Nonprofits often think about how to attract more volunteers or achieve a greater reach with their fundraising initiatives. However, getting targeted by cybercriminals is a possibility that may not come up for discussion.
Nonprofits Are Vulnerable
Unfortunately, though, nonprofits are at risk for cyberattacks. That’s the case for several reasons. For example, they often don’t prioritize hardware and software purchases, meaning their equipment could be outdated and not properly secured.
Sometimes, that lack of security extends to websites, too. One issue that’s particularly problematic for nonprofits is the so-called “pharma hack,” which happens when cybercriminals use a back-door entry point to access websites and turn them into pharmacy websites.
Washington’s Brightwood Civic Group was among the victims, and its members didn’t even know what happened until a newspaper reporter alerted them.
Evidence suggests WordPress sites are particularly targeted for this hack due to their open-source nature and popularity. Specifically, criminals frequently infiltrate the sites due to out-of-date WordPress plugins.
There are similar cases of hackers hijacking sites and displaying messages on them that could scare people away and discourage them from donating.
The Autism Foundation of Tennessee got hacked by a group called Team System Dz that’s reportedly responsible for thousands of other incidents. The content displayed on the site showed support for ISIS, although it’s not known whether the hackers actually have ties to the terrorist group.
Hackers often know nonprofits have limited numbers of staff, which makes it more difficult for organizations to recover from these incidents.
Little Red Door, an Indiana-based cancer charity, had its data stolen in a ransomware attack. Representatives opted not to pay the ransom because the organization didn’t store content with sensitive details, but they were still trying to re-enter the stolen data several months later. One staff member pitched in to help while going through chemotherapy treatments.
Now that you know how and why nonprofits could fall victim to cyberattacks, what can you do to reduce that possibility?
Invest in Secure, Nonprofit-Friendly Tech Tools
Many applications and platforms marketed to nonprofits make security a priority. For example, Volgistics’ volunteer management tool uses up to 256-bit secured-socket layer (SSL) data encryption to keep organizations safe. Also, Comodo provides nonprofits with donated or discounted end-point security solutions, thanks to a partnership with TechSoup.
It’s important to first think about how technology could help your organization succeed. Then, search for options that offer excellent security.
Create a Network Security Policy
Keeping your nonprofit’s network secure is a team effort. Spend time getting input from all employees and volunteers about steps to take to secure the network and why those precautions matter.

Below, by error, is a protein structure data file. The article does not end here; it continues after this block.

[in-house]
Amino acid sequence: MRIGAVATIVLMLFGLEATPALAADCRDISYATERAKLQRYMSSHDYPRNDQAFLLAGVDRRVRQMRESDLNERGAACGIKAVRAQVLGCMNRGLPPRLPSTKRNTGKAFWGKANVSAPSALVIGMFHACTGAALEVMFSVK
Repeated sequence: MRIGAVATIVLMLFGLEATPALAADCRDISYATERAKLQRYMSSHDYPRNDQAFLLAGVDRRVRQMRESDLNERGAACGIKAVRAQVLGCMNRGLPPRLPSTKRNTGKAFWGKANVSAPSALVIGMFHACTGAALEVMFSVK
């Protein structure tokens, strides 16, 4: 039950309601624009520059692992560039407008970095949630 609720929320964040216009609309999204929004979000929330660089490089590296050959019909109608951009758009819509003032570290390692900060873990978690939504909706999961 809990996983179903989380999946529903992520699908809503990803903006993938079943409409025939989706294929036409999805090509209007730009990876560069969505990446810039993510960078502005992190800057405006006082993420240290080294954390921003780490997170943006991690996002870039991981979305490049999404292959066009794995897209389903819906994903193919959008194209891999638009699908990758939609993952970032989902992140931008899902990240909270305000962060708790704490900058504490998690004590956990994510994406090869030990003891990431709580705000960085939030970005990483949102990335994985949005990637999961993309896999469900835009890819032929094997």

In a 2016 survey of nonprofits, nearly half of the respondents said they hadn’t done cybersecurity assessments in the last year.
However, it’s essential to take a baseline measurement to assess your organization’s risk. Doing that will also put your nonprofit in a good position to know which aspects to focus on while coming up with a policy.
Implement a Better Password Strategy
Despite reading tips to the contrary, people often use the same passwords across multiple sites and never or rarely change them. Those password-cracking practices are compromising your nonprofit’s network by making it easier for hackers to do damage once they gain access.
If you’re worried about people losing productivity because they forget their passwords, consider implementing a password manager. They typically require users to recall only one master password to interact with all the protected content they use.
It’s crucial to spend time researching the various password managers and determining which one is most appropriate for your nonprofit. Also, plan a short trial period where a segment of your organization starts using the tool and gives feedback on their outcomes.
Run Virus and Malware Scanners Regularly
Sometimes, hackers embed things on individual computer systems or in email attachments that go undetected for months. Besides teaching staff members not to download files from unfamiliar sources, get in the habit of running a virus and malware scanner at least every couple of weeks.
Taking that step reduces the chances that something will stay on a user’s machine for a substantially long time and cause damage in the background while remaining undetected.
Plan Periodic Staff Training Sessions
The people who work at your nonprofit need to stay abreast of the latest network security concerns to help safeguard against them. Training sessions can give them the most current information and emphasize how they can play their parts.
To make the material as applicable as possible, use some of the case studies like those mentioned above to highlight how creative hackers can be and the overall effects they may have on an organization. Also, ask attendees which topics they’d most like to hear about during future sessions to make it clear you care about their opinions.
Any Nonprofit Is a Potential Target
A pervasive myth about nonprofit network security is that if an organization is small or not nationally known, hackers won’t target it. The instances discussed above debunk that line of thought, reminding us that there’s no reason to delay making your network more secure.